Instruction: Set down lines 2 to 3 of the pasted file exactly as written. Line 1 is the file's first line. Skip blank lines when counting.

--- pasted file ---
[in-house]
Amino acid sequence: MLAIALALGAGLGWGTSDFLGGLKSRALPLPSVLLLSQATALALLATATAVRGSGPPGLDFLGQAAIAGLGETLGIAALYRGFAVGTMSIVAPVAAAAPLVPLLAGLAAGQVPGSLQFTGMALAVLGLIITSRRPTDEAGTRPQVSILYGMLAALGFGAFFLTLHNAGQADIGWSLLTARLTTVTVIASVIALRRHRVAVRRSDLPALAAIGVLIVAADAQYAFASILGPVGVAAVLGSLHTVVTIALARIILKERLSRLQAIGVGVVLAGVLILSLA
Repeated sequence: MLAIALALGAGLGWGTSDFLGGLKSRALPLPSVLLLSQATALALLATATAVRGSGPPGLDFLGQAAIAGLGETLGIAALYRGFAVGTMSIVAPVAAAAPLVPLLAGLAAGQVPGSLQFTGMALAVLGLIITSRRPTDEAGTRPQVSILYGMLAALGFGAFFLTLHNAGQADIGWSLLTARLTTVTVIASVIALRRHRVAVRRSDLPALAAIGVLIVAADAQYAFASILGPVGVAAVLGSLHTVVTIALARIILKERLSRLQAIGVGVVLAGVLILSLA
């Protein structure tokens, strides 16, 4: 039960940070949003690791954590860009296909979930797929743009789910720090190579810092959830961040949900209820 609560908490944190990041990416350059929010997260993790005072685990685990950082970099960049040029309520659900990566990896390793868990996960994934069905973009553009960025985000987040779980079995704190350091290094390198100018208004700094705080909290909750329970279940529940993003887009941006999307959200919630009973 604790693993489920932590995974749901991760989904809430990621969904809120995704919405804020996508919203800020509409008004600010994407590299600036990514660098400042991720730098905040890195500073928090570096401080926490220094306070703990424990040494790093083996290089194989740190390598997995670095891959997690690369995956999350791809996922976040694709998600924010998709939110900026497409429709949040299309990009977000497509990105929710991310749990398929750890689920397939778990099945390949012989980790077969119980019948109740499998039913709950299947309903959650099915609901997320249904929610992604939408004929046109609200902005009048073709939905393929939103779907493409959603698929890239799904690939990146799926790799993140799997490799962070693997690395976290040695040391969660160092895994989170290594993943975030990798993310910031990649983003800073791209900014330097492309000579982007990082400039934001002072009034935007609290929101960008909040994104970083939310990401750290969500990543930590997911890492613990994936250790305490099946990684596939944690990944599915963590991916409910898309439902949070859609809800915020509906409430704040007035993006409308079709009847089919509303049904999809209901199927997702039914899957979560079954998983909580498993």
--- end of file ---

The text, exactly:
Amino acid sequence: MLAIALALGAGLGWGTSDFLGGLKSRALPLPSVLLLSQATALALLATATAVRGSGPPGLDFLGQAAIAGLGETLGIAALYRGFAVGTMSIVAPVAAAAPLVPLLAGLAAGQVPGSLQFTGMALAVLGLIITSRRPTDEAGTRPQVSILYGMLAALGFGAFFLTLHNAGQADIGWSLLTARLTTVTVIASVIALRRHRVAVRRSDLPALAAIGVLIVAADAQYAFASILGPVGVAAVLGSLHTVVTIALARIILKERLSRLQAIGVGVVLAGVLILSLA
Repeated sequence: MLAIALALGAGLGWGTSDFLGGLKSRALPLPSVLLLSQATALALLATATAVRGSGPPGLDFLGQAAIAGLGETLGIAALYRGFAVGTMSIVAPVAAAAPLVPLLAGLAAGQVPGSLQFTGMALAVLGLIITSRRPTDEAGTRPQVSILYGMLAALGFGAFFLTLHNAGQADIGWSLLTARLTTVTVIASVIALRRHRVAVRRSDLPALAAIGVLIVAADAQYAFASILGPVGVAAVLGSLHTVVTIALARIILKERLSRLQAIGVGVVLAGVLILSLA